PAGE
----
President Heber J. Grant counseled: “The Church has been and now is unalterably opposed to gambling in any form whatever. It is opposed to any game of chance, occupation, or so-called business, which takes money from the person who may be possessed of it without giving value received in return. It is opposed to all practices the tendency of which is to … degrade or weaken the high moral standard which the members of the Church, and our community at large, have always maintained” (in Messages of the First Presidency, 5:245).
President Spencer W. Kimball said: “From the beginning we have been advised against gambling of every sort. The deterioration and damage comes to the person, whether he wins or loses, to get something for nothing, something without effort, something without paying the full price” (in Conference Report, Apr. 1975, 6; or Ensign, May 1975, 6).
Elder Dallin H. Oaks, who is with us tonight, in 1987 delivered a masterful discourse on this subject at what was then Ricks College. It was entitled “Gambling—Morally Wrong and Politically Unwise” (see Ensign, June 1987, 69–75).
To these statements of the position of the Church I add my own. The pursuit of a game of chance may seem like harmless fun. But there attaches to it an intensity that actually shows on the faces of those who are playing. And in all too many cases this practice, which appears innocent, can lead to an actual addiction. The Church has been and is now opposed to this practice. If you have never been involved in poker games or other forms of gambling, don’t start. If you are involved, then quit now while you can do so.
There are better ways to spend one’s time. There are better pursuits to occupy one’s interest and energy. There is so much of wonderful reading available. We are not likely to ever get too much of it. There is music to be learned and enjoyed. There is just having a good time together—in dancing, in hiking, in cycling, or in other ways—boys and girls together enjoying one another’s company in a wholesome way.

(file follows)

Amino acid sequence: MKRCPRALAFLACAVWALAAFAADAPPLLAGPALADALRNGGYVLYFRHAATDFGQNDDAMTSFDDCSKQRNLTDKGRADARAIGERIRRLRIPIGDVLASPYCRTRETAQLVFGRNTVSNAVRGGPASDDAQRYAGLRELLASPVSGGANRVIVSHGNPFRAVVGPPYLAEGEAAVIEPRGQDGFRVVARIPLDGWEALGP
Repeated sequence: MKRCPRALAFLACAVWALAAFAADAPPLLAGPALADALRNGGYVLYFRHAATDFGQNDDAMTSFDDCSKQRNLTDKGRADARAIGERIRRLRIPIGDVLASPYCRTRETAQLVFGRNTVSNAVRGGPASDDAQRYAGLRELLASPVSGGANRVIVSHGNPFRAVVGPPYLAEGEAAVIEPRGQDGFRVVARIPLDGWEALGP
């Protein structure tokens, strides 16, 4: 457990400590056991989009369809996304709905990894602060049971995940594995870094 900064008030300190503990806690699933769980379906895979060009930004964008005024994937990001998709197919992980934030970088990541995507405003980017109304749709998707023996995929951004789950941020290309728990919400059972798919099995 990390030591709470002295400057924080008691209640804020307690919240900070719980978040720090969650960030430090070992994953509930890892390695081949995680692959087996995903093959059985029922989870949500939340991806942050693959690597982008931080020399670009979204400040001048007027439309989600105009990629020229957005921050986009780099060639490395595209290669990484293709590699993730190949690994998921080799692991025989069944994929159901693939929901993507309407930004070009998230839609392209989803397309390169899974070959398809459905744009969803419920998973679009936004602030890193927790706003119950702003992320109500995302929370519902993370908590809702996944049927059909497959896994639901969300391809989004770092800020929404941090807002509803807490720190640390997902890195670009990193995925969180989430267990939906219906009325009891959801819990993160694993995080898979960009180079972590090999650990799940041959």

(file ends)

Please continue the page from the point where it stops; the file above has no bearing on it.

I have been reading a new book, recently published by the Oxford University Press, which has received considerable attention among us. It contains a study conducted by members of the faculty of the University of North Carolina at Chapel Hill. It deals with the religious and spiritual lives of American teenagers. Those who conducted the study questioned young people of various faiths and traditions. (See Christian Smith and Melinda Lundquist Denton, Soul Searching: The Religious and Spiritual Lives of American Teenagers .)
They reached the conclusion that our LDS youth know more about their faith, are more committed to it, and abide more closely by its teachings concerning social behavior than do their peers.
One of the researchers stated, “The LDS Church asks a lot of its teenagers, and … more often than not, they get it” (in Elaine Jarvik, “LDS Teens Rank Tops in Living Their Faith,” Deseret Morning News, Mar. 15, 2005, p. A3).
Our young people were found to be more likely to hold the same religious beliefs as their parents, to attend religious services once a week, to share their faith with others, to engage in fasting or some other form of self-denial, and to have less doubt about their religious beliefs.
Commentators on the study speak of our youth arising early in the morning to attend seminary. “It is hard to get up so early,” one seminary student said. “But there are blessings that come from doing it. It is a wonderful way to start the day.”
The researchers point out that not all of our youth are perfect, but by and large they excel in a most remarkable way. I should add that there is no time to play poker for these high school students.
My dear young friends to whom I speak tonight, you mean so very much to us. You are so very important. As members of this Church and as holders of the priesthood, you have so great a responsibility. Please, please do not fritter away your time or your talents in an aimless pursuit. If you do so, it will lessen your capacity to do worthwhile things. I believe it will dull your sensitivity to your studies in school. It will disappoint your parents, and as the years pass and you look back, you will be disappointed with yourselves.
The priesthood which you hold as young men carries with it the privilege of the ministering of angels. That companionship, I submit, is incompatible with indulgence in games of chance.
“Choose the right when a choice is placed before you” (“Choose the Right,” Hymns, no. 239).
May heaven’s blessings rest upon you, I humbly pray, as I leave you my testimony of this work and my love for all who are engaged in it, in the sacred name of Jesus Christ, amen.